referred to: 129, 129-30, 133
Holman, Henry Martin. “Additions to Luxford’s Reigate Flora,” Phytologist, I (Sept. 1841), 51-4.
referred to: 268n, 271
Holme-Sumner, George (1760-1838; JMP). Speech on Commitments by Magistrates (2 Mar., 1824; Commons), PD, n.s. Vol. X, cols. 646-7.
referred to: 48
— Speech on Commitments and Convictions (27 May, 1824; Commons), PD, n.s. Vol. XI, col. 908.
referred to: 48
Holroyd, George Sowley (1758-1831; DNB). Referred to: 81
Holt, John (1642-1710; DNB). Referred to: 58
Homer (ca. 700 ; WWG). The Iliad (Greek and English). Trans. Augustus Taber Murray. 2 vols. London: Heinemann; Cambridge, Mass.: Harvard University Press, 1924.
note: formerly in SC was Iliad and Odyssey (Greek), 2 vols. (Oxford, 1800).
referred to: 132
— The Odyssey (Greek and English). Trans. Augustus Taber Murray. 2 vols. London: Heinemann; New York: Putnam’s Sons, 1919.
note: formerly in SC was Iliad and Odyssey (Greek), 2 vols. (Oxford, 1800).
referred to: 132
Hooker, William Jackson (1785-1865; DNB). Referred to: 280
— British Flora; Comprising the Phaenogamous, or Flowering Plants, and the Ferns (1830). 6th ed. London: Longman, et al., 1850.
referred to: 280
Horace (Quintus Horatius Flaccus) (65-8 ; WWR). Odes. In Odes and Epodes (Latin and English). Trans. C.E. Bennett. London: Heinemann; Cambridge, Mass.: Harvard University Press, 1964, 1-347.
362.5-6 Sumite . . . meritis.] Sume . . . meritis et mihi Delphica / lauro cinge volens, Melpomene, comam. (278; III, xxx, 14-16)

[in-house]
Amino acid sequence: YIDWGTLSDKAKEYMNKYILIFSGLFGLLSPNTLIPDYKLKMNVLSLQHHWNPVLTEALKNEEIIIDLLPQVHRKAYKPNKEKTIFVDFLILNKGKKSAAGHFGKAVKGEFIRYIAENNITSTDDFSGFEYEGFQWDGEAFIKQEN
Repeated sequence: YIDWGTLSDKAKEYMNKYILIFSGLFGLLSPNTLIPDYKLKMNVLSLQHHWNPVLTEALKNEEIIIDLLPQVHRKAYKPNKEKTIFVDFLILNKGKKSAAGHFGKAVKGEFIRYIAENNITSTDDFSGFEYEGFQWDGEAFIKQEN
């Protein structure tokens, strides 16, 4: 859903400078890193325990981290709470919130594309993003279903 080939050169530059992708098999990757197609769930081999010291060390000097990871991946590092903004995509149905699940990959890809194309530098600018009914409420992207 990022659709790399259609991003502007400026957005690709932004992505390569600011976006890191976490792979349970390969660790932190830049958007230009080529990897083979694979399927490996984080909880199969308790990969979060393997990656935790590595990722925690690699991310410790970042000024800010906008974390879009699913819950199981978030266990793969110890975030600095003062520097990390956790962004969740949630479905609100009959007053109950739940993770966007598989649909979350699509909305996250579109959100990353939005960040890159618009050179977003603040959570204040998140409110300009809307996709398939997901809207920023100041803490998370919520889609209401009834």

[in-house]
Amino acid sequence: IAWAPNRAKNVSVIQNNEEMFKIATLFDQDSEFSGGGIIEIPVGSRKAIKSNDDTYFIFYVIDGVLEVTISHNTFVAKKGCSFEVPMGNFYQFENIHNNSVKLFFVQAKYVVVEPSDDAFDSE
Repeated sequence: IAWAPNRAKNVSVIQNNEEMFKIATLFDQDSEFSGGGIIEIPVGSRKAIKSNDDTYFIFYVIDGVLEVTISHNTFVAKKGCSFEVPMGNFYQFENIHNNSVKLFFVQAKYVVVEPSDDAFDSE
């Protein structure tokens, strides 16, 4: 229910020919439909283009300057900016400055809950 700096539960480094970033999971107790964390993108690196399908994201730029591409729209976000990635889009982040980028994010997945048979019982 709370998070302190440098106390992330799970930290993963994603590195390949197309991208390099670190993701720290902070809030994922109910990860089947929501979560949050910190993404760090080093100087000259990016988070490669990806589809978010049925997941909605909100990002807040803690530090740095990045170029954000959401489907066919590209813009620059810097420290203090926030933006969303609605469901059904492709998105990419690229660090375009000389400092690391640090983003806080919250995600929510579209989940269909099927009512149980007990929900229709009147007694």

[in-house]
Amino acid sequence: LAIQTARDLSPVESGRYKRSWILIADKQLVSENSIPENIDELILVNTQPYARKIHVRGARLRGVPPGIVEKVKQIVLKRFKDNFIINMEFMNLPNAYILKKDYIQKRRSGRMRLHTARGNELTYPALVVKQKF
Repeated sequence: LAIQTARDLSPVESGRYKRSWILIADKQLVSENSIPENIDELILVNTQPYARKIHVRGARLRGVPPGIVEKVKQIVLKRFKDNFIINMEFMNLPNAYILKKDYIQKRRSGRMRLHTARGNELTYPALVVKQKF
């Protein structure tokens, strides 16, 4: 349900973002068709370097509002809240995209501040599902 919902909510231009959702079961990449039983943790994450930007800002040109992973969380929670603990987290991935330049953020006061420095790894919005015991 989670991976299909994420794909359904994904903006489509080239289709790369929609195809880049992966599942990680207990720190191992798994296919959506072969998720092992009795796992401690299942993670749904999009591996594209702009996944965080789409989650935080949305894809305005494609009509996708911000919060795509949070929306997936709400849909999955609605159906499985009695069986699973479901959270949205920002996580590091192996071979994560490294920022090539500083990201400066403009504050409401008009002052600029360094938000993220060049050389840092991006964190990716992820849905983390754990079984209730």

Howell, Thomas Bayley (1768-1815; DNB), and Thomas Jones Howell (d. 1858; DNB), eds. A Complete Collection of State Trials and Proceedings for High Treason and Other Crimes and Misdemeanours from the Earliest Period to the Year 1783, with Notes and Illustrations: Compiled by T.B. Howell, Esq., F.R.S., F.S.A., and Continued from the Year 1783 to the Present Time by Thomas Jones Howell, Esq. 34 vols. London: Longman, et al., 1809-28.
referred to: 40n, 49, 58
Humboldt, Friedrich Wilhelm Heinrich Alexander, Freiherr von (1769-1859; ADB). Referred to: 360
Hume, David (1711-76; DNB). Referred to: 98
— An Inquiry Concerning Human Understanding. In Essays and Treatises on Several Subjects (with this title, 1758). New ed. 2 vols. London: Cadell; Edinburgh: Bell and Bradfute, and Duncan, 1793, II, 17-183.
note: in SC. The reference is to Section X, “Of Miracles,” II, 124-47.
referred to: 31
— An Inquiry Concerning the Principles of Morals (1751). In Essays and Treatises, II, 222-376.
note: the reference is in a quotation from James Mill’s Fragment, q.v.
referred to: 237
Humphreys, James (d. 1830; DNB). Referred to: 9, 9n